That leaves everyone with the challenge of deciding how to spend taxpayer dollars within the district. Every school has infinite needs and finite resources. Financial management is incredibly complex. It is a process. It is a conversation. It is uncertain. It is never-ending. It is unpredictable.
But that is where we come in as leaders to help pave the way and ensure that we maneuver in a way that supports our kids, honors our employees, and values our community. And while it may be impossible to draft the perfect budget, following three core principles — priority-based budgeting, being slow to add expenditures yet quick to cut them, and clear and transparent communication — will help any superintendent and board team create a budget that is thoughtful, is fair, and drives your district forward.
Priority-Based Budgeting
Have you ever looked at your 500 line-item and $24 million budget and simply thought, “why?” If so, that is the essence of priority-based budgeting. In order to operate effectively in a priority-based budgeting system, you must first know your priorities. Sounds simple, but as you are reading this, can you clearly and concisely articulate to yourself what your district prioritizes when it comes to expenditures?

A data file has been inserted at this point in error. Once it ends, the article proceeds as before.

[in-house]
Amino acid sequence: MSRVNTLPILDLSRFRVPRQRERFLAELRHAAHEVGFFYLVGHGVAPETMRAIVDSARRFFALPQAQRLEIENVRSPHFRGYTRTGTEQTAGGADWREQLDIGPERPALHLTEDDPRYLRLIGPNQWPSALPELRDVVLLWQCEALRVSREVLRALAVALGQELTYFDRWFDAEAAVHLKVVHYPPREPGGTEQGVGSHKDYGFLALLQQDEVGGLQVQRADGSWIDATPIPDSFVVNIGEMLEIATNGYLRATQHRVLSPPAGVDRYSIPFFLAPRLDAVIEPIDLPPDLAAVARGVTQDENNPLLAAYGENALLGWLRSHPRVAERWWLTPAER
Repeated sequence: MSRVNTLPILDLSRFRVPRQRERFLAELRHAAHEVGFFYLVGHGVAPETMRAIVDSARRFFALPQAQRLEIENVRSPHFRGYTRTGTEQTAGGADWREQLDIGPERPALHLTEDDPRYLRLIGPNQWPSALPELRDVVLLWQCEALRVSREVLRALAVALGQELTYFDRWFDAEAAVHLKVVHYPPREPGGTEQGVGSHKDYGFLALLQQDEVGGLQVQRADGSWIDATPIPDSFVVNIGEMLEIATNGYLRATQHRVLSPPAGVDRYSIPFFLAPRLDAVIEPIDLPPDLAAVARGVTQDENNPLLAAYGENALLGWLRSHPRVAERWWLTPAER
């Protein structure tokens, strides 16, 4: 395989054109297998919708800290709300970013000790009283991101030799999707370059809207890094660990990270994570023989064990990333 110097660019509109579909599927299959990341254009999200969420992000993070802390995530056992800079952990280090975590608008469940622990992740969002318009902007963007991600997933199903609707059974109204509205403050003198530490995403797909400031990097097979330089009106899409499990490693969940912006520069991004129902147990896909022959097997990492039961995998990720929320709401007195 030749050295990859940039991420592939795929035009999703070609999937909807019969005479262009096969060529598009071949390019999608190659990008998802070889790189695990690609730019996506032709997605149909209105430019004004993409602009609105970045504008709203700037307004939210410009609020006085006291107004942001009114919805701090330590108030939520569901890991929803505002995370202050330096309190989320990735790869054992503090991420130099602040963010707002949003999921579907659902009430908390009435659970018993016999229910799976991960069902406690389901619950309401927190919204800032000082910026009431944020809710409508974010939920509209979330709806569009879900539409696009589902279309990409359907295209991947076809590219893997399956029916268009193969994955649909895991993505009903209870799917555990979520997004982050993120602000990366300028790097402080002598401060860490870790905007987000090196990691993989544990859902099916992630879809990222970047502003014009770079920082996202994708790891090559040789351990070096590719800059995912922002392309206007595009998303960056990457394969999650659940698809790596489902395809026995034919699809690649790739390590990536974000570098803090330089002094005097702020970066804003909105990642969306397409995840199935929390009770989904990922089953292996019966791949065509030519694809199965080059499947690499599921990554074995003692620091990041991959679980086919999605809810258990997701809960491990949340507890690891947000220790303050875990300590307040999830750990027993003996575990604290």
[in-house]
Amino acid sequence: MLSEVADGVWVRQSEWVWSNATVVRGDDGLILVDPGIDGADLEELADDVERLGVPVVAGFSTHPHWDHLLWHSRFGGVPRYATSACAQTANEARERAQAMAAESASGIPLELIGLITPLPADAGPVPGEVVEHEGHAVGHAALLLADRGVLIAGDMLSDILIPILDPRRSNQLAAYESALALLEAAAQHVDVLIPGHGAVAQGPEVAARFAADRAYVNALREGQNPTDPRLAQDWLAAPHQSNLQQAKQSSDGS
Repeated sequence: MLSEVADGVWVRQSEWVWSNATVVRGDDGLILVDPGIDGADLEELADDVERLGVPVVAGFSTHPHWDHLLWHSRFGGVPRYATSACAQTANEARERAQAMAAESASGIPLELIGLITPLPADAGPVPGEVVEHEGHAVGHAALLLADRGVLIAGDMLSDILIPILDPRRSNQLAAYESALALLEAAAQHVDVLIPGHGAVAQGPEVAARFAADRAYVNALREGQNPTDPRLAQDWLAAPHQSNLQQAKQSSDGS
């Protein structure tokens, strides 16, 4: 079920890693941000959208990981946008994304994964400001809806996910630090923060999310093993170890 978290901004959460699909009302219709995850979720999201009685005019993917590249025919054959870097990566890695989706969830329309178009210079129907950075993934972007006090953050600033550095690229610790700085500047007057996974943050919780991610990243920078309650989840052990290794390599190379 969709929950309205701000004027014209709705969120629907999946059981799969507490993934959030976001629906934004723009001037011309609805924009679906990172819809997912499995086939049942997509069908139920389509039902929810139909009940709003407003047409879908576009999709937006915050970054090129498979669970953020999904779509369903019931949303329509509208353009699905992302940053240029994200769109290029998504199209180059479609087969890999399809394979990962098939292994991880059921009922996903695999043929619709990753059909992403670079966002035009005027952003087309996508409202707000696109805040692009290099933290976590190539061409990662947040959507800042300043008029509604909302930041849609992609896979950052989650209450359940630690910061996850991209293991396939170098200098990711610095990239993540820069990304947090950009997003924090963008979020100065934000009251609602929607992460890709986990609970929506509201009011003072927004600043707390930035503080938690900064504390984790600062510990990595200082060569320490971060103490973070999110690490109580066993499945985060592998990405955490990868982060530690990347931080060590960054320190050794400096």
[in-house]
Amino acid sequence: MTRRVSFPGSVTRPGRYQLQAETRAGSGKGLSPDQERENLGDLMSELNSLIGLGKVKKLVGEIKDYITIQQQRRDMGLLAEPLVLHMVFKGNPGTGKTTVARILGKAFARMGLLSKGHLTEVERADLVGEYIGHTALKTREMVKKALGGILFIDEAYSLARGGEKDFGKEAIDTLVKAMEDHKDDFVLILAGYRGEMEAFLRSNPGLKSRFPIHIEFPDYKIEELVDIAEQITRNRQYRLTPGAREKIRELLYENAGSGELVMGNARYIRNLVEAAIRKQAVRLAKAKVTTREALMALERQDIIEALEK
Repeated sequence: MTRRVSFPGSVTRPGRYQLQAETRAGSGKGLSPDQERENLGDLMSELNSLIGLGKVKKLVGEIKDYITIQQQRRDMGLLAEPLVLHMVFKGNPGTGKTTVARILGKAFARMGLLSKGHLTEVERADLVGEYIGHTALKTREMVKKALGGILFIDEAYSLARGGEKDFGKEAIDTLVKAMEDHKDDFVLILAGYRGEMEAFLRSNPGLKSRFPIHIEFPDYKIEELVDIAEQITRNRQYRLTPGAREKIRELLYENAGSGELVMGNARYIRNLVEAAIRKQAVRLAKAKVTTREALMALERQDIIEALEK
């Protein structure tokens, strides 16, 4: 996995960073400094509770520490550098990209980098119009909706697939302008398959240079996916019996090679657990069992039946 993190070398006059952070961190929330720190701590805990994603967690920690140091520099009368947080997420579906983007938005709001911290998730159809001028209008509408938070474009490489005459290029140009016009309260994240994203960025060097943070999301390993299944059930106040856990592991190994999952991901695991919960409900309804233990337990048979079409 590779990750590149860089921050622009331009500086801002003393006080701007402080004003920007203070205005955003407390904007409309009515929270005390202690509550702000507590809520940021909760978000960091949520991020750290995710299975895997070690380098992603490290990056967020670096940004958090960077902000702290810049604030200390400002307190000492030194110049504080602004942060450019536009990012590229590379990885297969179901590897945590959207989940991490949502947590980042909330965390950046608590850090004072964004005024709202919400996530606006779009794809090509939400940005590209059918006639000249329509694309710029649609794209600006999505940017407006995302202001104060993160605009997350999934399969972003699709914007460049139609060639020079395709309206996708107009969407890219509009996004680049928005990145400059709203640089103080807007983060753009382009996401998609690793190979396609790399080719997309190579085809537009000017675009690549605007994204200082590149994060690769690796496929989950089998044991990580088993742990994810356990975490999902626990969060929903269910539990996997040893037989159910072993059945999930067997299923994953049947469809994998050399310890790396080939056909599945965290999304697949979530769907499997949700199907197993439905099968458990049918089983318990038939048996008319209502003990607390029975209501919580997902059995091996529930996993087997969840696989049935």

When I ask this question about priorities in a real-world scenario, most people reference their mission statement. The good news is that the thought process is solid to start with the mission. The bad news is that the mission statement is so vague that nearly any investment or expenditure of money could in theory help drive the district toward achieving the mission. Said differently, in the over 850 districts in Illinois, and everyone’s mission sounds pretty similar, in the manner of “working to prepare students for their tomorrow.” As we know, that is a big task and it does not serve to funnel decision-making acutely.